The opportunities for hotel development in the Naples-Fort Myers, Sarasota-Bradenton market are limited, says William A. Crow, an analyst who tracks the lodging industry for St. Petersburg-based Raymond James & Associates. For instance, he says, those markets have yet to absorb room supply created by the 416-room Ritz Carlton golf resort in Naples, the 454-room Hyatt Regency Coconut Point in Bonita Springs and the 266-room Ritz Carlton Hotel in Sarasota. "They've weakened the overall market," he says. "It will take a couple of years to work its way through the system."
Besides basic supply-and-demand issues, Crow says financing still remains the biggest challenge for any new hotel development in the Gulf Coast region. "It's very difficult to get financing for new construction," he says. "Lenders stepped back, starting in 1999. If you look at supply growth then it was in excess of 4%. Today it's about a 1.3% annual supply growth. So it's come down considerably since 1999."
Such hesitancy among the lenders is one of the biggest factors why Crow expects hotel acquisition activity to continue at its current pace.
"You may see hotels change flags, redeveloped and upgraded," he says. "It's very difficult and expensive to build a new waterfront hotel. Most of the new supply, and this certainly is true in Florida and the rest of the country, is going to be focused on more suburban locations, with more moderate price points - the mid-scale hotel that does not necessarily feature food and beverage."
The forecasted increase in suburban, interstate highway or corporate office park hotels also is more of a function of land price and availability, especially waterfront land, says Daniel Peek. "Land is tied up and many hotel uses are being eliminated from the market because of condominium conversions," he says. "The opportunities (along the waterfront) are minimal. It's very difficult, and in some places impossible, to develop new waterfront hotels in Florida."
But The Plasencia Group research found good indications that inland hotel development may be on the increase.
In the Tampa-St. Petersburg-Clearwater metropolitan statistical area, for instance, Peek says, the research forecasts the development of 1,000 to 1,500 new hotels rooms over the next three years. "I think the market has done better than most over the past 36 months," he says. "As a result it's becoming a more significant player on the national stage."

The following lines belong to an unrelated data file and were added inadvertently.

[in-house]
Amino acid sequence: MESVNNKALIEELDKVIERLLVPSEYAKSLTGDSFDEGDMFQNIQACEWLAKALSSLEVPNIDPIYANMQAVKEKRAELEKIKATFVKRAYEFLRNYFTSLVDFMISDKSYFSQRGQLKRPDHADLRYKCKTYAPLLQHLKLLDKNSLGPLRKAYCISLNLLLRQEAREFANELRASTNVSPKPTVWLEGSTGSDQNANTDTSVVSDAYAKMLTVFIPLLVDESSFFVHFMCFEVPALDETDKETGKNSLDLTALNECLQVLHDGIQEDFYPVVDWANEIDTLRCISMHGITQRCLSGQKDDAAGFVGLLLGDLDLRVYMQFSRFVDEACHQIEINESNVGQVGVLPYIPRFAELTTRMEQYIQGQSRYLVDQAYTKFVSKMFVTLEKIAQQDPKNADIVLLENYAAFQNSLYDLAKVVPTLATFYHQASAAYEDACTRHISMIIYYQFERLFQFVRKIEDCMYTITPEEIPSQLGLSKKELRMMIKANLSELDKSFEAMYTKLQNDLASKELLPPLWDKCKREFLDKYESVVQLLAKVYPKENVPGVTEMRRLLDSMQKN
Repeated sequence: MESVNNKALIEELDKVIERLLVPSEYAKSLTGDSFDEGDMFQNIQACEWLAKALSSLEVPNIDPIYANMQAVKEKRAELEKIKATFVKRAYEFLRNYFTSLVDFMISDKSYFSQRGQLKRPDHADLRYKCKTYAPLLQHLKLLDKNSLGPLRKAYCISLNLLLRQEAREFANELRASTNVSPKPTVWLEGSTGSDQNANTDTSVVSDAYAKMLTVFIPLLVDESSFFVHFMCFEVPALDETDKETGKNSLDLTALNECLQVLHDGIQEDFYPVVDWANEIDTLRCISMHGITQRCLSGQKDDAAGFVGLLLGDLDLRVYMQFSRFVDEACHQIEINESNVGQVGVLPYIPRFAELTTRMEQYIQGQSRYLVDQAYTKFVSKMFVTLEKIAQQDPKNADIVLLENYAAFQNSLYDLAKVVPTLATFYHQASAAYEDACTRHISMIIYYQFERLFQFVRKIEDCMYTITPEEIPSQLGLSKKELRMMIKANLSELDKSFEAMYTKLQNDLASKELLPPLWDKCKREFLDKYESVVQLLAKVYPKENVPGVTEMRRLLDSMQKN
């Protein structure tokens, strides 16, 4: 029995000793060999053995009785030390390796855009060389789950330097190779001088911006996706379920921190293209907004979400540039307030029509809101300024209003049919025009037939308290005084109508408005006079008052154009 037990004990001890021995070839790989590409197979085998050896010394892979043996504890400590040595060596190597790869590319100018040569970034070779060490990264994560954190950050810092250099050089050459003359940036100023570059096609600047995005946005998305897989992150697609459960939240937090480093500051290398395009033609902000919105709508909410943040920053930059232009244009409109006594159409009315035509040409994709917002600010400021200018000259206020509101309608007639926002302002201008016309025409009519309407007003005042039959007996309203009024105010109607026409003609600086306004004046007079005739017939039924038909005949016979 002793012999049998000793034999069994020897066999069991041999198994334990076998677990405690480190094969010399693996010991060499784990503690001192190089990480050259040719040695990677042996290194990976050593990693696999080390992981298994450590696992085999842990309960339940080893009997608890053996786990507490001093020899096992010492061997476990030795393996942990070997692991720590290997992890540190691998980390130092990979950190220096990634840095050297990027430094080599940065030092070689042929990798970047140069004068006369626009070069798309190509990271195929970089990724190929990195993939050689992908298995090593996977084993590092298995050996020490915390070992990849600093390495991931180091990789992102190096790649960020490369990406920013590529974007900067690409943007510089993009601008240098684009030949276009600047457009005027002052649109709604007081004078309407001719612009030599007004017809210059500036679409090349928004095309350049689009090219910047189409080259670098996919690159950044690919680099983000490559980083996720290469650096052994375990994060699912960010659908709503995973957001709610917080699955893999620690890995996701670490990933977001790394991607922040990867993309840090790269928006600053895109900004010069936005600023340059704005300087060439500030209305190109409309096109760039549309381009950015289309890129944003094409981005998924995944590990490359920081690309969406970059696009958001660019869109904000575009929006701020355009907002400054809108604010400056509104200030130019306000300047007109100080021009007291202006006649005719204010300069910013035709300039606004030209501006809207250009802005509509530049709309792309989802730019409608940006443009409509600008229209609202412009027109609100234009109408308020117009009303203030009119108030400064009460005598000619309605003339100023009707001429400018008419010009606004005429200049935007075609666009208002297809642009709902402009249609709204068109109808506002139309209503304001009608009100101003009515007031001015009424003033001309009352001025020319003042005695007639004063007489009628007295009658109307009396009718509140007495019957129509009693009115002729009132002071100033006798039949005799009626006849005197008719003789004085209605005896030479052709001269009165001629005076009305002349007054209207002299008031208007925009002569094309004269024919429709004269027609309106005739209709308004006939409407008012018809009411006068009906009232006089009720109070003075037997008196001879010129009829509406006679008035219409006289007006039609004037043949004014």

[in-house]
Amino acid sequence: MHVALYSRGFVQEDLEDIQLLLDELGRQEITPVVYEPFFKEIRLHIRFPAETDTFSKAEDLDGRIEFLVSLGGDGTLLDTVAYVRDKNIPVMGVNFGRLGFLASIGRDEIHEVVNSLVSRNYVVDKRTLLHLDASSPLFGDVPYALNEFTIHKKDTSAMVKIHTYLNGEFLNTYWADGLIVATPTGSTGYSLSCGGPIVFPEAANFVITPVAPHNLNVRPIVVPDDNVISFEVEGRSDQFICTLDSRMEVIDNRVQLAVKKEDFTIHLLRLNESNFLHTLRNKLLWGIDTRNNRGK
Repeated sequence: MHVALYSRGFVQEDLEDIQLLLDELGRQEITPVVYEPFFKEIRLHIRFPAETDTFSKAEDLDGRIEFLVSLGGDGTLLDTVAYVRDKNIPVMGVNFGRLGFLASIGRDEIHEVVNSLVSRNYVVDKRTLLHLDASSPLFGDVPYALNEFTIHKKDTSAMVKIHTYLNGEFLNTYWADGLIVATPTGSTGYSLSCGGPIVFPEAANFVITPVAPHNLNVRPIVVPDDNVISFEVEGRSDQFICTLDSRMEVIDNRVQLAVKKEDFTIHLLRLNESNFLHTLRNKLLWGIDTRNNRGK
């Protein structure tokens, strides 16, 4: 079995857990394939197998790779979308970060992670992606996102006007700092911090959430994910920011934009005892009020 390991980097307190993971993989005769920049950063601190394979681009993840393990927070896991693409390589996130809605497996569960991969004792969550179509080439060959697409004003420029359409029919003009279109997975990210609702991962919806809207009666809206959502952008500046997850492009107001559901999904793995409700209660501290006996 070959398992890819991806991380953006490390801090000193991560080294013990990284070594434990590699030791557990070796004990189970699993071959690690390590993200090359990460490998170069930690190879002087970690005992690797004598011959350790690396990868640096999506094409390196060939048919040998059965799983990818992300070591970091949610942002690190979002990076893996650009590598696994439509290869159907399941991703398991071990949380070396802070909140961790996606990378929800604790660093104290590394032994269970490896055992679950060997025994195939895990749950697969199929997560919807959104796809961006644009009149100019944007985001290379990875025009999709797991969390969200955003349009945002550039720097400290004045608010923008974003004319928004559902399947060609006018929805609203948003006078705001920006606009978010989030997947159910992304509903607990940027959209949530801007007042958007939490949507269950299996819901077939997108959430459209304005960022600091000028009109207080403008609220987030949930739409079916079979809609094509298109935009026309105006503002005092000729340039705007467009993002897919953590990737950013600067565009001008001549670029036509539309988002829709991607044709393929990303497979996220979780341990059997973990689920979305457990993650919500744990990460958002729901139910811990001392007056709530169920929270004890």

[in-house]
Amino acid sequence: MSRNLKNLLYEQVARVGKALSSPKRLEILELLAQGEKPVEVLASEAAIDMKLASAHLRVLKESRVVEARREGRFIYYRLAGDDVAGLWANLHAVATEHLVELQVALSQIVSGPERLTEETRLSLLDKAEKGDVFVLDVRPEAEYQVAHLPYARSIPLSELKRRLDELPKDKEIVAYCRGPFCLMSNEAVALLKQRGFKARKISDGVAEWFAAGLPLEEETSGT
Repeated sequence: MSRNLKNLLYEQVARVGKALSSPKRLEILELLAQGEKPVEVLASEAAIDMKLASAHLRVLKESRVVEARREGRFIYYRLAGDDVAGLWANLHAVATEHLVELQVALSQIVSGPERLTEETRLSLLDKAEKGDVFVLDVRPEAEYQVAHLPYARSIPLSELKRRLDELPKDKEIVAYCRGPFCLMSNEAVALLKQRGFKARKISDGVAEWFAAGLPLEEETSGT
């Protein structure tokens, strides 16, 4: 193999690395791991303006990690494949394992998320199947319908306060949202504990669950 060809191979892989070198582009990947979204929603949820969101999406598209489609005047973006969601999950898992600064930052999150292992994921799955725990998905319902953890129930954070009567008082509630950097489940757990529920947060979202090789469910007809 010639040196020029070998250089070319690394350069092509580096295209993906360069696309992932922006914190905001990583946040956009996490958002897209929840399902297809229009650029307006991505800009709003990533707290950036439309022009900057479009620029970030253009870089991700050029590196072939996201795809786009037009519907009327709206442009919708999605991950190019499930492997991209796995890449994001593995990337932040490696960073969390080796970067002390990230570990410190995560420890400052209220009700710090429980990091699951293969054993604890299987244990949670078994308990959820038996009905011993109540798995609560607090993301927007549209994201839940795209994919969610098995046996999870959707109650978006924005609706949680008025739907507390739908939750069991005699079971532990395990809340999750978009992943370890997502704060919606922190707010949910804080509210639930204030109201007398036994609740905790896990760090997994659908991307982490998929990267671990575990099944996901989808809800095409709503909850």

As for Sarasota and Manatee counties, Peeks says the research suggests the hotel market is in a moderate-to-advanced stage of recovery. "The story in Sarasota-Manatee is its economic growth, population growth and it's 'Old Florida' appeal," he says. "Most of the challenge is that several beachfront hotels will be removed for condo conversions, such as the Holiday Inn Longboat Key and the Half Moon Club in Sarasota. But we should see the addition of 300 to 400 select-service rooms along the interstate and at corporation locations."
The same is true for hotel development in the Naples and Fort Myers' markets, Peek says. "We see mostly corporate and interstate hotel development, but we do expect that the Southwest Florida resort market will rebound within the next 24 months in terms of performance," he says.
Gulf Coast Region
MarketOccupancy% changeADR% changeRevPAR% change
* Includes Miami-Hialeah, Orlando and national indicators for comparative purposes.
Note: Calendar year to date ended July 31; percentage change compared with same period a year ago. ADR = average daily rate. RevPAR = revenue per available room. Source: Smith Travel Research